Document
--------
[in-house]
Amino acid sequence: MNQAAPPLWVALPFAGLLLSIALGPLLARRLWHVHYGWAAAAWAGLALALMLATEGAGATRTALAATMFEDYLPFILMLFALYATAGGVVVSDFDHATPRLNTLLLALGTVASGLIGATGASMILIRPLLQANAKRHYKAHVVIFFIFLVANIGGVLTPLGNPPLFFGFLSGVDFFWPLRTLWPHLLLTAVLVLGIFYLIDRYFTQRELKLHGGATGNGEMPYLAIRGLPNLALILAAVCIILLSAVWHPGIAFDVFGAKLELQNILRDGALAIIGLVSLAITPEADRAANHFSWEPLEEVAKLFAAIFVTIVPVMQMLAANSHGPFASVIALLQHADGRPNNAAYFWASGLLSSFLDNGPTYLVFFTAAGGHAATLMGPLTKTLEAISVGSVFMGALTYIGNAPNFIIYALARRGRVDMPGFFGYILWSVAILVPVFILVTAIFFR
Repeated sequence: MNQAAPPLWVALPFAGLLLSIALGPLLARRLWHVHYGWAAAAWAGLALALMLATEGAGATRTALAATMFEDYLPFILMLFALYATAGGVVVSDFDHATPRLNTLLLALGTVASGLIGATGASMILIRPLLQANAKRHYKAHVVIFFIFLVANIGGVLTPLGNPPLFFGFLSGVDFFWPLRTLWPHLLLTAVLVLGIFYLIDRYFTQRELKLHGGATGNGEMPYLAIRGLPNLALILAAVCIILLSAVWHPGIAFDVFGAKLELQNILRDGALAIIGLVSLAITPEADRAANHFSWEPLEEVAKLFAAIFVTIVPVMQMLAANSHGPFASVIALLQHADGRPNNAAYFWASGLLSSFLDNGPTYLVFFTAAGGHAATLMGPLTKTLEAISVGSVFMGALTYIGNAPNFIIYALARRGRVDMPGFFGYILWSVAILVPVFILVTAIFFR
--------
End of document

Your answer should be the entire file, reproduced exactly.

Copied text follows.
[in-house]
Amino acid sequence: MNQAAPPLWVALPFAGLLLSIALGPLLARRLWHVHYGWAAAAWAGLALALMLATEGAGATRTALAATMFEDYLPFILMLFALYATAGGVVVSDFDHATPRLNTLLLALGTVASGLIGATGASMILIRPLLQANAKRHYKAHVVIFFIFLVANIGGVLTPLGNPPLFFGFLSGVDFFWPLRTLWPHLLLTAVLVLGIFYLIDRYFTQRELKLHGGATGNGEMPYLAIRGLPNLALILAAVCIILLSAVWHPGIAFDVFGAKLELQNILRDGALAIIGLVSLAITPEADRAANHFSWEPLEEVAKLFAAIFVTIVPVMQMLAANSHGPFASVIALLQHADGRPNNAAYFWASGLLSSFLDNGPTYLVFFTAAGGHAATLMGPLTKTLEAISVGSVFMGALTYIGNAPNFIIYALARRGRVDMPGFFGYILWSVAILVPVFILVTAIFFR
Repeated sequence: MNQAAPPLWVALPFAGLLLSIALGPLLARRLWHVHYGWAAAAWAGLALALMLATEGAGATRTALAATMFEDYLPFILMLFALYATAGGVVVSDFDHATPRLNTLLLALGTVASGLIGATGASMILIRPLLQANAKRHYKAHVVIFFIFLVANIGGVLTPLGNPPLFFGFLSGVDFFWPLRTLWPHLLLTAVLVLGIFYLIDRYFTQRELKLHGGATGNGEMPYLAIRGLPNLALILAAVCIILLSAVWHPGIAFDVFGAKLELQNILRDGALAIIGLVSLAITPEADRAANHFSWEPLEEVAKLFAAIFVTIVPVMQMLAANSHGPFASVIALLQHADGRPNNAAYFWASGLLSSFLDNGPTYLVFFTAAGGHAATLMGPLTKTLEAISVGSVFMGALTYIGNAPNFIIYALARRGRVDMPGFFGYILWSVAILVPVFILVTAIFFR